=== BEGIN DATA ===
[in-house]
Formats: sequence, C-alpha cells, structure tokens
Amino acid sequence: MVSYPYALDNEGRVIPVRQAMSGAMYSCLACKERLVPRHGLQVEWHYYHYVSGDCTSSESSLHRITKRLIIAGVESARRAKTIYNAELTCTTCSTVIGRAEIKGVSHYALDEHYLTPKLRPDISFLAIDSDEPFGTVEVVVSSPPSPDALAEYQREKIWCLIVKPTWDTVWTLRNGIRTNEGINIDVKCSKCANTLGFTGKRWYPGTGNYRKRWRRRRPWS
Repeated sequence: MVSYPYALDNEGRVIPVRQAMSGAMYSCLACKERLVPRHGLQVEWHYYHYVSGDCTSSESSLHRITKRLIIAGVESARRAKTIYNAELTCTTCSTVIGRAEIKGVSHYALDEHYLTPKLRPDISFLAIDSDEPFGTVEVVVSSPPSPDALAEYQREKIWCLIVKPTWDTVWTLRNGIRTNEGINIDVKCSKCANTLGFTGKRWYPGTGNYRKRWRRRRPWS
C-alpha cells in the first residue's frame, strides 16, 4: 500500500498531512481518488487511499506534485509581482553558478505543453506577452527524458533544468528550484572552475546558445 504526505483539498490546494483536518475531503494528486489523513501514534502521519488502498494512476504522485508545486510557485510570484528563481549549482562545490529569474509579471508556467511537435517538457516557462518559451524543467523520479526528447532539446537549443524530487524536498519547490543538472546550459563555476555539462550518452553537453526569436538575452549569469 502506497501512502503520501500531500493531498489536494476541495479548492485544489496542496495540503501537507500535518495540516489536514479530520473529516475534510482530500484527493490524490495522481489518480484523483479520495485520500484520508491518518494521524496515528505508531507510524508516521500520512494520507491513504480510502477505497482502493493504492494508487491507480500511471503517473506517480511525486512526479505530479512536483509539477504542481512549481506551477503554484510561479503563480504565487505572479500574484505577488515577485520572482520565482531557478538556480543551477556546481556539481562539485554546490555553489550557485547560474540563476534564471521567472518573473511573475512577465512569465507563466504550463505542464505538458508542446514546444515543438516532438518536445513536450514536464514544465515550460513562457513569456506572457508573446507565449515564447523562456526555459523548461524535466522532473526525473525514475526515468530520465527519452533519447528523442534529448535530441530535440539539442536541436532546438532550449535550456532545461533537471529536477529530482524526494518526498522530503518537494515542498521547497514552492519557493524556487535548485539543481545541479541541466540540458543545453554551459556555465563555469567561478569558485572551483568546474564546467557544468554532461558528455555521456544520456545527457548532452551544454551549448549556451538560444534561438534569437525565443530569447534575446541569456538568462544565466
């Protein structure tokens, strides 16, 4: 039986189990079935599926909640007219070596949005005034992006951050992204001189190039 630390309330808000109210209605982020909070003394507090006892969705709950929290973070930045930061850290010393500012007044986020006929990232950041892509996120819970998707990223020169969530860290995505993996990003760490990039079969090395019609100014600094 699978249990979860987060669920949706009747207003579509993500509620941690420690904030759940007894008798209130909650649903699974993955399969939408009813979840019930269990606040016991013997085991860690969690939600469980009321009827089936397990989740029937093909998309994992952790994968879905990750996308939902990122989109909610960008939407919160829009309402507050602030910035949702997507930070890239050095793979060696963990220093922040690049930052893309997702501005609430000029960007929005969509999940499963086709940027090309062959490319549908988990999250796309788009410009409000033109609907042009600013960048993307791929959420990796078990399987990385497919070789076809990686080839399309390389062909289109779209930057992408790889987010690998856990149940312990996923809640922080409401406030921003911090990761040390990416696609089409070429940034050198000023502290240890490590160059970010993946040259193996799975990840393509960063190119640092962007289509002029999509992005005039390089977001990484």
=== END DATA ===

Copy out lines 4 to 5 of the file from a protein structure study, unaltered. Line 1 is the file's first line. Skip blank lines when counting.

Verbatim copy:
Repeated sequence: MVSYPYALDNEGRVIPVRQAMSGAMYSCLACKERLVPRHGLQVEWHYYHYVSGDCTSSESSLHRITKRLIIAGVESARRAKTIYNAELTCTTCSTVIGRAEIKGVSHYALDEHYLTPKLRPDISFLAIDSDEPFGTVEVVVSSPPSPDALAEYQREKIWCLIVKPTWDTVWTLRNGIRTNEGINIDVKCSKCANTLGFTGKRWYPGTGNYRKRWRRRRPWS
C-alpha cells in the first residue's frame, strides 16, 4: 500500500498531512481518488487511499506534485509581482553558478505543453506577452527524458533544468528550484572552475546558445 504526505483539498490546494483536518475531503494528486489523513501514534502521519488502498494512476504522485508545486510557485510570484528563481549549482562545490529569474509579471508556467511537435517538457516557462518559451524543467523520479526528447532539446537549443524530487524536498519547490543538472546550459563555476555539462550518452553537453526569436538575452549569469 502506497501512502503520501500531500493531498489536494476541495479548492485544489496542496495540503501537507500535518495540516489536514479530520473529516475534510482530500484527493490524490495522481489518480484523483479520495485520500484520508491518518494521524496515528505508531507510524508516521500520512494520507491513504480510502477505497482502493493504492494508487491507480500511471503517473506517480511525486512526479505530479512536483509539477504542481512549481506551477503554484510561479503563480504565487505572479500574484505577488515577485520572482520565482531557478538556480543551477556546481556539481562539485554546490555553489550557485547560474540563476534564471521567472518573473511573475512577465512569465507563466504550463505542464505538458508542446514546444515543438516532438518536445513536450514536464514544465515550460513562457513569456506572457508573446507565449515564447523562456526555459523548461524535466522532473526525473525514475526515468530520465527519452533519447528523442534529448535530441530535440539539442536541436532546438532550449535550456532545461533537471529536477529530482524526494518526498522530503518537494515542498521547497514552492519557493524556487535548485539543481545541479541541466540540458543545453554551459556555465563555469567561478569558485572551483568546474564546467557544468554532461558528455555521456544520456545527457548532452551544454551549448549556451538560444534561438534569437525565443530569447534575446541569456538568462544565466